What Is an Entitlement Mentality?

Medically Reviewed by Dan Brennan, MD on October 25, 2021
3 min read

We’ve all met people who have a sense of entitlement. Maybe it’s that person who tried to cut in front of you at the coffee shop. Perhaps it was someone who demanded to be seated before you at a busy restaurant without a reservation. 

Simply put, people with a sense of entitlement think the rules don’t apply to them

You owe me. The entitlement mentality is defined as a sense of deservingness or being owed a favor when little or nothing has been done to deserve special treatment. It’s the “you owe me” attitude. 

Entitlement is a narcissistic personality trait. It’s not known exactly how this mentality develops. It may be due to social factors like: 

  • The environment you grew up in 
  • The way your parents treated you 
  • Whether adults solved your problems for you
  • How you are treated by authority figures 

The environment you’re raised in can affect how you see the world and what you expect from other people. It can even affect personal and professional relationships. 

People with an entitlement mentality often see themselves as superior to others. It’s no surprise that this way of thinking affects interpersonal relationships. 

Long-term damage. When you believe you’re entitled to better treatment than others or that the rules don’t apply to you, you’re more likely to suffer in the long term. Given that you simply believe you aren’t getting what you’re owed, an entitlement mentality can result in:

  • Conflict in relationships
  • Unhappiness 
  • Disappointment 
  • Depression

Your career may suffer, too. Entitled people often interview well and can land leadership roles because of their confidence. However, they often lack team spirit and avoid problem-solving in the workplace. Most of the decisions an entitled person makes are self-serving. This can quickly become apparent to their co-workers.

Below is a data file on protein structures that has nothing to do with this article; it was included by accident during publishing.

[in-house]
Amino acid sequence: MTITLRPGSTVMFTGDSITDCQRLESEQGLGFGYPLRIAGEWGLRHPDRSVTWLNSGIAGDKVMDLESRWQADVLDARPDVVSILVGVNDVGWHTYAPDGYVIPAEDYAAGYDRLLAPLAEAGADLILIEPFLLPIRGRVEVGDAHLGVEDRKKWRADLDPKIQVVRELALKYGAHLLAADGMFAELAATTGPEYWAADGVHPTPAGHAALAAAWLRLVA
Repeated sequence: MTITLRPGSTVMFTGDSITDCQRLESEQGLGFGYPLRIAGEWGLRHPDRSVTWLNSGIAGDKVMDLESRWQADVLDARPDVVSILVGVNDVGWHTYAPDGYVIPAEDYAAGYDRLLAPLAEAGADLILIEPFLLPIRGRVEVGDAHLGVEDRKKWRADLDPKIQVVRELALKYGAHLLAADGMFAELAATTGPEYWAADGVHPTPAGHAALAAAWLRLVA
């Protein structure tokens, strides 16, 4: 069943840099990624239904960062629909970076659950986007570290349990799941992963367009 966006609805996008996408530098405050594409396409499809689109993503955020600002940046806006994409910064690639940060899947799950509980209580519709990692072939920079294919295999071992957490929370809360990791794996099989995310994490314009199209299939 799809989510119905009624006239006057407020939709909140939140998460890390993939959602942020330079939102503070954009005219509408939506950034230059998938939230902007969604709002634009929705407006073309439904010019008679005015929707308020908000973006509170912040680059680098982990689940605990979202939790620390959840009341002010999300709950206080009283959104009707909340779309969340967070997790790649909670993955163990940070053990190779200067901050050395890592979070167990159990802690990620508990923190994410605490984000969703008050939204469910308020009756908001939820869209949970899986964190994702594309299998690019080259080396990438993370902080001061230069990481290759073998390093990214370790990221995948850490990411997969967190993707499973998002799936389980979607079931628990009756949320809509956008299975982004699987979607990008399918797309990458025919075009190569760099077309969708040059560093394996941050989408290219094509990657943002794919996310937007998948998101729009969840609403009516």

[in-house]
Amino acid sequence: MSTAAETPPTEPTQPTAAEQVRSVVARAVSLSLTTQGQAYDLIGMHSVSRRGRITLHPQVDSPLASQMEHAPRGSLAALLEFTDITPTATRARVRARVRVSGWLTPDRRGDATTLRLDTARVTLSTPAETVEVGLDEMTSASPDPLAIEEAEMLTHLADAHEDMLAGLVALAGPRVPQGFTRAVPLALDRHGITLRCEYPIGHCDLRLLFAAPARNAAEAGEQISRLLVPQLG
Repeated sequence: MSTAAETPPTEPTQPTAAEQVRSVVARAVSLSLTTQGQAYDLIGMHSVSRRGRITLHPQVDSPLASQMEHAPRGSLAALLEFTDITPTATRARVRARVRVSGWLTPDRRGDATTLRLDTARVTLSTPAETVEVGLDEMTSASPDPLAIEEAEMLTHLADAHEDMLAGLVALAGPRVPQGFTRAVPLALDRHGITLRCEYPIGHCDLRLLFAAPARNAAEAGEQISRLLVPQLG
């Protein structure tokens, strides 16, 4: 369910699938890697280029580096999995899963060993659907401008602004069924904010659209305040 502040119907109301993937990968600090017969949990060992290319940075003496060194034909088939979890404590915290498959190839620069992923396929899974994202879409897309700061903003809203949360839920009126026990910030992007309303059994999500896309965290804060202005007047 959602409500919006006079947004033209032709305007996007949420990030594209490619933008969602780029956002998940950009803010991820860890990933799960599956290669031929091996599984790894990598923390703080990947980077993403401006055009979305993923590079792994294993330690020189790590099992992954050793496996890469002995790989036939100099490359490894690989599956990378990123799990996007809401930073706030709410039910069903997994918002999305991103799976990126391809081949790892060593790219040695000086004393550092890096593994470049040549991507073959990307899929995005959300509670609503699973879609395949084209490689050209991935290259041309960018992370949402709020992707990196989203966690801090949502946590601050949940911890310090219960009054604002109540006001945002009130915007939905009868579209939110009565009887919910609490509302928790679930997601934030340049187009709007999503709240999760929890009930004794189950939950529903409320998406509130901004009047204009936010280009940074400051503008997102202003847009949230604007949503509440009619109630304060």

Feeling entitled to something and the disappointment that follows when you don’t get what you want can reinforce entitled behavior. This typically follows a vicious 3-step cycle:

  • When you’re entitled, you’re always vulnerable to the threat of unmet expectations. 
  • When your expectations aren’t met, it can lead to dissatisfaction and other emotions like anger and a sense of being cheated. 
  • When you’re distressed, you try to fix the situation and console yourself. This results in self-reassurance that you deserve everything you've ever wanted, which reinforces the same entitled behavior.  

If you find you have a sense of entitlement, there are ways to change your mindset. Practicing gratitude and humility can help you become more responsible and considerate. If you’re trying to overcome an entitlement mentality, start with the following tips. 

The golden rule. Practice treating others as you would like to be treated. Regardless of social status, we are all human.

Recognize that not all situations are unfair. If you’re in a situation you think is unfair, pause for a minute and think about the greater good. Is it right that because you’re paying tuition you must get a good grade? Consider how the world would look if no one else had to work for their grades. 

Respect. Use respect and kindness when interacting with others. Everyone is a human being with feelings and struggles of their own. Go easy on others. Be sympathetic to their needs. 

Learn from your mistakes. Treat failure as a learning tool. Failing isn’t the end of the world. Mistakes that were made can be corrected next time. Never stop learning, and look for value in failure.